Otherwise set up some catchers, a very effective way to thin birds out, either locate them to other parts of shoot where cause no damage or to a freezer. Used to get a load of caught up cocks for freezer, ideal as no shot or landing damage.
    U could off course set the catchers up throu season and move birds back to more suitable places/better drives
    +1

  8. #8
    OK, we don't catch up or incubate but we do continue to feed. The majority of the birds left on the ground are the (pardon the pun) "fly boys" that bale out the drives, fly back, run rather than fly and never present themselves to the guns. The wild broods have little chance of ever making it to adulthood. These wideos are a bad influence on the incoming poults without doubt and i have seen them leading a procession astray up on to the hill where the hookies pick them off big time. Just one more month shooting would thin them out nicely and do no harm?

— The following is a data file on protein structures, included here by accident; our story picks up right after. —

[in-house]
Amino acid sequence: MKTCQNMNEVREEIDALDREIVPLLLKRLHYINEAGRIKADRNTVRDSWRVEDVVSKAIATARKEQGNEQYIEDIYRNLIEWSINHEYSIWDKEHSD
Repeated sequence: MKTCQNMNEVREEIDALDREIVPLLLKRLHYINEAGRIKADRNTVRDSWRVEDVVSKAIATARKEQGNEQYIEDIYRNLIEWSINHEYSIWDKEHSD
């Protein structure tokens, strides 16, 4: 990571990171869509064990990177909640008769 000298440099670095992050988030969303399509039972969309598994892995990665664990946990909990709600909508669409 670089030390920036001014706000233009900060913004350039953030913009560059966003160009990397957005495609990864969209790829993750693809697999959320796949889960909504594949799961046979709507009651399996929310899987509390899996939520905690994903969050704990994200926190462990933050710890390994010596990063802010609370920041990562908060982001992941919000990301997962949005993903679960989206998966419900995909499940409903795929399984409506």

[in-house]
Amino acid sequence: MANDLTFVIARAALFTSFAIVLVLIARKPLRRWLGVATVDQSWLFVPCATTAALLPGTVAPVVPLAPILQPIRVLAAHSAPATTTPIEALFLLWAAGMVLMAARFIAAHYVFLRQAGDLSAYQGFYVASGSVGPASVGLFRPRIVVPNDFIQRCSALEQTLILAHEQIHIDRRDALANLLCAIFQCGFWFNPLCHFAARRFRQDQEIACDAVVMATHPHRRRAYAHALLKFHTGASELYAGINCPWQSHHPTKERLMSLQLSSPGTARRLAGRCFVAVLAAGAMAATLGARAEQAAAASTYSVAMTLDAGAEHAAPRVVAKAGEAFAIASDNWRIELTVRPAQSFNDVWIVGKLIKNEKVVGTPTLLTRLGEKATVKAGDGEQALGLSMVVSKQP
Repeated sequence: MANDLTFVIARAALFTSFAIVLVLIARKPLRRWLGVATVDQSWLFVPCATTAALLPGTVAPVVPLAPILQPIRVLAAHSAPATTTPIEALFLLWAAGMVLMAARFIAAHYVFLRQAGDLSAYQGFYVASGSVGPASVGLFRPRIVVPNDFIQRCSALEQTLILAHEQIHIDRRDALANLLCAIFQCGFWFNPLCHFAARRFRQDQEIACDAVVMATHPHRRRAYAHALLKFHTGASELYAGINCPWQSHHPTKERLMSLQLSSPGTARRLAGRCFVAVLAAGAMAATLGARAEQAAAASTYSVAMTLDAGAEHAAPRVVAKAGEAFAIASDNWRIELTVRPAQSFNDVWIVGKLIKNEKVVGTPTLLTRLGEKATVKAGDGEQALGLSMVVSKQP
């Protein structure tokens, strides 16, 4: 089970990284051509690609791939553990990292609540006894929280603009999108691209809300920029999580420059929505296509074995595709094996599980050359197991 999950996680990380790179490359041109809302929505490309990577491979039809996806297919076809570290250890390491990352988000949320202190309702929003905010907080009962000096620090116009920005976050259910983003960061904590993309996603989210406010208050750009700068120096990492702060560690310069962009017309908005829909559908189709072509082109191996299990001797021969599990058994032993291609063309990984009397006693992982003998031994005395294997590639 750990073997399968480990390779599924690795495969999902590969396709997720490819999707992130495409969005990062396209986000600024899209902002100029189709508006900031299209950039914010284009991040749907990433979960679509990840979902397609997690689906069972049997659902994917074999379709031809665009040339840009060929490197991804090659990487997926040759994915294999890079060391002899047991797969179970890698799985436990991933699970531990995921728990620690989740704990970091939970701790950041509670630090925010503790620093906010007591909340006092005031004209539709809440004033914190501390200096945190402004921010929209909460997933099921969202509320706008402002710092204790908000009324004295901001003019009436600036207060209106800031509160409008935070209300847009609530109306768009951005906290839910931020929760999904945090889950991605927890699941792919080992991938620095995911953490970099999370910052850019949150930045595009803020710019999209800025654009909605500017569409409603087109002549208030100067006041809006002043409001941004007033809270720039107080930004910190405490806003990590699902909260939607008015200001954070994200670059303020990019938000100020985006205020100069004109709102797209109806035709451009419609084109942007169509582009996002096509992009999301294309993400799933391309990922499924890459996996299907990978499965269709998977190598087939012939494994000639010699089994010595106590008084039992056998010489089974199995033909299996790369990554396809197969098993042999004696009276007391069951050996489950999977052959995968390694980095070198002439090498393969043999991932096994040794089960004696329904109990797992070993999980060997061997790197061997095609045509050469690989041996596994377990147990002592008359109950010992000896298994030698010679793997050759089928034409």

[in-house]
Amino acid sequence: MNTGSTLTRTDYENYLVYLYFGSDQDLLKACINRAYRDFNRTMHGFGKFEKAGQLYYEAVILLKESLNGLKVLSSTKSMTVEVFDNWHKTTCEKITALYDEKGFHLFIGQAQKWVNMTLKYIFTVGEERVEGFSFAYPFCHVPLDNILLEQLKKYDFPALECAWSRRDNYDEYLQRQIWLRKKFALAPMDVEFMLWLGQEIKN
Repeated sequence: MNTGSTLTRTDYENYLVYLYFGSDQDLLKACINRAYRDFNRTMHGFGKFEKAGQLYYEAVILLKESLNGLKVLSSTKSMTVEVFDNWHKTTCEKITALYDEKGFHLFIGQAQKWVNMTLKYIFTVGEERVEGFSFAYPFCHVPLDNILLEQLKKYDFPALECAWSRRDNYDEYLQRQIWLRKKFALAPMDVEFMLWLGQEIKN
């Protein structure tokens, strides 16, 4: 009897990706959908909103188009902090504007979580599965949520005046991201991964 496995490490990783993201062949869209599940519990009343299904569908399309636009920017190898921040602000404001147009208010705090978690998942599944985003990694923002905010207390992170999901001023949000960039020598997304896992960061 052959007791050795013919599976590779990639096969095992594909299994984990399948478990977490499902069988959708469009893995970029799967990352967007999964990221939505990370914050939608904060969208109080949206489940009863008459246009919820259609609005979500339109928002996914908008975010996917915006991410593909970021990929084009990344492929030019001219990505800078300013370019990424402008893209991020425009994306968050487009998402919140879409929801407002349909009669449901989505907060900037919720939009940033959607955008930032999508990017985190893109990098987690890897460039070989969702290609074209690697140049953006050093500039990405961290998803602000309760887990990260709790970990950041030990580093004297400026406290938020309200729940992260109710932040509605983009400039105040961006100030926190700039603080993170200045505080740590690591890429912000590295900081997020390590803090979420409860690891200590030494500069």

9. #9
    So why not catch up and fill ur freezer then?

    If the birds are so wild u haven't caught them up do u really think another month will make a diffference? Only way it would make a difference is if u reversed ur drives or placed a lot more back guns where they sneak out.

    Best to set some catchers and catch them for ur freezer or release on a part of ur shoot not near to any pens an old rough walk up corner or something.
    Last edited by countrryboy; 31-01-2016 at 08:53.

  10. #10
    Quote Originally Posted by Steve Sykes View Post